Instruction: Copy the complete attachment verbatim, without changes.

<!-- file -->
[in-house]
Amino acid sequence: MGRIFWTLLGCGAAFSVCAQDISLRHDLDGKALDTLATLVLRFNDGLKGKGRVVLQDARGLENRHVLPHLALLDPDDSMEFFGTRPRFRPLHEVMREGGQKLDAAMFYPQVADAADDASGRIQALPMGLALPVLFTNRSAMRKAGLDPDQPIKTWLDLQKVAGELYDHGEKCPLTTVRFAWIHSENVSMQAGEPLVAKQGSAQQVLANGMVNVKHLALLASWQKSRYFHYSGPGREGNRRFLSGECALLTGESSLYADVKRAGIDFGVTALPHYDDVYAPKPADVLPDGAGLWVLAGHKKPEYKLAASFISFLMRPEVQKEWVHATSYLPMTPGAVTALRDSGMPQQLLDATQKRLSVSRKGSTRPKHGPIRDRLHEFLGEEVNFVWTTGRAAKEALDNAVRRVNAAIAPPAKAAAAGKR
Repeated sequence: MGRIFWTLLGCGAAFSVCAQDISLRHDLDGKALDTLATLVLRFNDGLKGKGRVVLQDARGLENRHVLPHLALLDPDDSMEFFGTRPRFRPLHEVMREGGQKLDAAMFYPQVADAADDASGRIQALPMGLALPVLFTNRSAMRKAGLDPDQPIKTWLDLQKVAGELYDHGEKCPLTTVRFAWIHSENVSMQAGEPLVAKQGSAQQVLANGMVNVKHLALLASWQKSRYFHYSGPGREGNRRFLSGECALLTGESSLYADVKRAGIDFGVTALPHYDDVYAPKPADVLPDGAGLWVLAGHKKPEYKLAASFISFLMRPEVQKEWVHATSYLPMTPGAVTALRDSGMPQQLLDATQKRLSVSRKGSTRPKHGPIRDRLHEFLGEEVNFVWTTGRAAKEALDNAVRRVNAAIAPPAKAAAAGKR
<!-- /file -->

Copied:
[in-house]
Amino acid sequence: MGRIFWTLLGCGAAFSVCAQDISLRHDLDGKALDTLATLVLRFNDGLKGKGRVVLQDARGLENRHVLPHLALLDPDDSMEFFGTRPRFRPLHEVMREGGQKLDAAMFYPQVADAADDASGRIQALPMGLALPVLFTNRSAMRKAGLDPDQPIKTWLDLQKVAGELYDHGEKCPLTTVRFAWIHSENVSMQAGEPLVAKQGSAQQVLANGMVNVKHLALLASWQKSRYFHYSGPGREGNRRFLSGECALLTGESSLYADVKRAGIDFGVTALPHYDDVYAPKPADVLPDGAGLWVLAGHKKPEYKLAASFISFLMRPEVQKEWVHATSYLPMTPGAVTALRDSGMPQQLLDATQKRLSVSRKGSTRPKHGPIRDRLHEFLGEEVNFVWTTGRAAKEALDNAVRRVNAAIAPPAKAAAAGKR
Repeated sequence: MGRIFWTLLGCGAAFSVCAQDISLRHDLDGKALDTLATLVLRFNDGLKGKGRVVLQDARGLENRHVLPHLALLDPDDSMEFFGTRPRFRPLHEVMREGGQKLDAAMFYPQVADAADDASGRIQALPMGLALPVLFTNRSAMRKAGLDPDQPIKTWLDLQKVAGELYDHGEKCPLTTVRFAWIHSENVSMQAGEPLVAKQGSAQQVLANGMVNVKHLALLASWQKSRYFHYSGPGREGNRRFLSGECALLTGESSLYADVKRAGIDFGVTALPHYDDVYAPKPADVLPDGAGLWVLAGHKKPEYKLAASFISFLMRPEVQKEWVHATSYLPMTPGAVTALRDSGMPQQLLDATQKRLSVSRKGSTRPKHGPIRDRLHEFLGEEVNFVWTTGRAAKEALDNAVRRVNAAIAPPAKAAAAGKR